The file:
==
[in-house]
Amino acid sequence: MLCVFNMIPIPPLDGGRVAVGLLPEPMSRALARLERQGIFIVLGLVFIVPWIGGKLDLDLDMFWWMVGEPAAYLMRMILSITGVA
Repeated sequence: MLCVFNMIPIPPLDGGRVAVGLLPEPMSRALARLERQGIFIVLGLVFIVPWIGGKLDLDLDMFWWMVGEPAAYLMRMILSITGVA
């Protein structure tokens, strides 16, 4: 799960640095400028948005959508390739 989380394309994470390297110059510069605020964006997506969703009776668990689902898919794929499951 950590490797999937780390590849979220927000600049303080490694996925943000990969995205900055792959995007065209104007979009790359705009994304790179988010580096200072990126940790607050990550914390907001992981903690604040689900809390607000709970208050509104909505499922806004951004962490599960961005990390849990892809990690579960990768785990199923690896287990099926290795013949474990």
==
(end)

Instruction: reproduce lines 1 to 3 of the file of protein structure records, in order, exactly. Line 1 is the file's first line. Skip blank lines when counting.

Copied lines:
[in-house]
Amino acid sequence: MLCVFNMIPIPPLDGGRVAVGLLPEPMSRALARLERQGIFIVLGLVFIVPWIGGKLDLDLDMFWWMVGEPAAYLMRMILSITGVA
Repeated sequence: MLCVFNMIPIPPLDGGRVAVGLLPEPMSRALARLERQGIFIVLGLVFIVPWIGGKLDLDLDMFWWMVGEPAAYLMRMILSITGVA